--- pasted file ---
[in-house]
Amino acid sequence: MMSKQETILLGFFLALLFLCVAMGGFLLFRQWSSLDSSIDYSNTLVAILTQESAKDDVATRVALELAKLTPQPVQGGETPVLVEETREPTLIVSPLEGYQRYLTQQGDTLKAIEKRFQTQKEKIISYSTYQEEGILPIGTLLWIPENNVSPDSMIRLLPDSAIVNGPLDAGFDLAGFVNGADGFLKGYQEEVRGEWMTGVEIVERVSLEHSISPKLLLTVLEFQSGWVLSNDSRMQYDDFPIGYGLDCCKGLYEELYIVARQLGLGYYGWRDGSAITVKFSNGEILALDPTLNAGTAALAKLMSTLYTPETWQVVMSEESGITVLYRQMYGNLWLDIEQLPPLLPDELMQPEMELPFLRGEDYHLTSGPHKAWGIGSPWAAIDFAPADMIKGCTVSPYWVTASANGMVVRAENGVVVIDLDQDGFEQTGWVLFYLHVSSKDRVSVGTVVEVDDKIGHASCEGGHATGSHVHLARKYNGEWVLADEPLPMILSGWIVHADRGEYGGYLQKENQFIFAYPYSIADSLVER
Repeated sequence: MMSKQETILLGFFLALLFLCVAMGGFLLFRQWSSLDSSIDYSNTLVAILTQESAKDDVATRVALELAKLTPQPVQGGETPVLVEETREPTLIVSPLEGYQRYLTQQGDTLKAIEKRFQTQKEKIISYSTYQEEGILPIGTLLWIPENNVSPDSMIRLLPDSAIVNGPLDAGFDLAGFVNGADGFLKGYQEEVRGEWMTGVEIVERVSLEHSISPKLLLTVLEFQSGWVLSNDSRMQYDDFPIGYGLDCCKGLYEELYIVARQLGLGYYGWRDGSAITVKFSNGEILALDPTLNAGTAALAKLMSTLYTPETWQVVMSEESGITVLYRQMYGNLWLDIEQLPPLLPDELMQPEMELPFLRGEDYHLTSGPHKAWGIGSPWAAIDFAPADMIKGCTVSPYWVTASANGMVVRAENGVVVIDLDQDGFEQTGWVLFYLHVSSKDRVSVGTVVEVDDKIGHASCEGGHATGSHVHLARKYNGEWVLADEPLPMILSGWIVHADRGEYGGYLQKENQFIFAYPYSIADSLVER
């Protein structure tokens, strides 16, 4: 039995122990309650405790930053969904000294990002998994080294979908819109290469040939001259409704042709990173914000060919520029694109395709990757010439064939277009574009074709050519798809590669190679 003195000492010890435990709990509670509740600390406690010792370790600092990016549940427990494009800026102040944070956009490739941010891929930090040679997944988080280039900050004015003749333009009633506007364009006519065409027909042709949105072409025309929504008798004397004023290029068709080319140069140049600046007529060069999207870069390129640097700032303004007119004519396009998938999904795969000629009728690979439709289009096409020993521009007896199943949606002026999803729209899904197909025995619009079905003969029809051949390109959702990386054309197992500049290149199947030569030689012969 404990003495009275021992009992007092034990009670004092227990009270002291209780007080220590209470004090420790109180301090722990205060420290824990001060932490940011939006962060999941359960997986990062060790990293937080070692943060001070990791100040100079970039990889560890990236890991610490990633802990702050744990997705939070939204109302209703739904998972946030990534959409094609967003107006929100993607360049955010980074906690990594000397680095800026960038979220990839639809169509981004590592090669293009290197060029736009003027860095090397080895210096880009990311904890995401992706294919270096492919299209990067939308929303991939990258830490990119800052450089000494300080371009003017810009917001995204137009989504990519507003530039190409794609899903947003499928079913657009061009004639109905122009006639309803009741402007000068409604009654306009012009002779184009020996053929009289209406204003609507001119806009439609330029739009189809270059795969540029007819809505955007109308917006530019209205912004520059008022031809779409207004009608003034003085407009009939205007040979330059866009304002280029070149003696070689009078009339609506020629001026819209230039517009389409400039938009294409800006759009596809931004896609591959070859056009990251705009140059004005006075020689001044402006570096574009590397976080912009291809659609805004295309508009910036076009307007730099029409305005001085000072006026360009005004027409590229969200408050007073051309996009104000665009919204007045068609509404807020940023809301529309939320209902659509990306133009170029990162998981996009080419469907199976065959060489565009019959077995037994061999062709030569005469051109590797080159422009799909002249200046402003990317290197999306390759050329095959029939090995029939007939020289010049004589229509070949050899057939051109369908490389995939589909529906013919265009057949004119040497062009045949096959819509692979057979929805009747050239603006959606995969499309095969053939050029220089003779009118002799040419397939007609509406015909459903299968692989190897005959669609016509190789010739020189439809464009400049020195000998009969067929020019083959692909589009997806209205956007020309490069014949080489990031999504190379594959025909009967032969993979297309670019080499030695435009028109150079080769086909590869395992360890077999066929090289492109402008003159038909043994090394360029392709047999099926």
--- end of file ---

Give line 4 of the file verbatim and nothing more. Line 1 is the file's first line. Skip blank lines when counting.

């Protein structure tokens, strides 16, 4: 039995122990309650405790930053969904000294990002998994080294979908819109290469040939001259409704042709990173914000060919520029694109395709990757010439064939277009574009074709050519798809590669190679 003195000492010890435990709990509670509740600390406690010792370790600092990016549940427990494009800026102040944070956009490739941010891929930090040679997944988080280039900050004015003749333009009633506007364009006519065409027909042709949105072409025309929504008798004397004023290029068709080319140069140049600046007529060069999207870069390129640097700032303004007119004519396009998938999904795969000629009728690979439709289009096409020993521009007896199943949606002026999803729209899904197909025995619009079905003969029809051949390109959702990386054309197992500049290149199947030569030689012969 404990003495009275021992009992007092034990009670004092227990009270002291209780007080220590209470004090420790109180301090722990205060420290824990001060932490940011939006962060999941359960997986990062060790990293937080070692943060001070990791100040100079970039990889560890990236890991610490990633802990702050744990997705939070939204109302209703739904998972946030990534959409094609967003107006929100993607360049955010980074906690990594000397680095800026960038979220990839639809169509981004590592090669293009290197060029736009003027860095090397080895210096880009990311904890995401992706294919270096492919299209990067939308929303991939990258830490990119800052450089000494300080371009003017810009917001995204137009989504990519507003530039190409794609899903947003499928079913657009061009004639109905122009006639309803009741402007000068409604009654306009012009002779184009020996053929009289209406204003609507001119806009439609330029739009189809270059795969540029007819809505955007109308917006530019209205912004520059008022031809779409207004009608003034003085407009009939205007040979330059866009304002280029070149003696070689009078009339609506020629001026819209230039517009389409400039938009294409800006759009596809931004896609591959070859056009990251705009140059004005006075020689001044402006570096574009590397976080912009291809659609805004295309508009910036076009307007730099029409305005001085000072006026360009005004027409590229969200408050007073051309996009104000665009919204007045068609509404807020940023809301529309939320209902659509990306133009170029990162998981996009080419469907199976065959060489565009019959077995037994061999062709030569005469051109590797080159422009799909002249200046402003990317290197999306390759050329095959029939090995029939007939020289010049004589229509070949050899057939051109369908490389995939589909529906013919265009057949004119040497062009045949096959819509692979057979929805009747050239603006959606995969499309095969053939050029220089003779009118002799040419397939007609509406015909459903299968692989190897005959669609016509190789010739020189439809464009400049020195000998009969067929020019083959692909589009997806209205956007020309490069014949080489990031999504190379594959025909009967032969993979297309670019080499030695435009028109150079080769086909590869395992360890077999066929090289492109402008003159038909043994090394360029392709047999099926």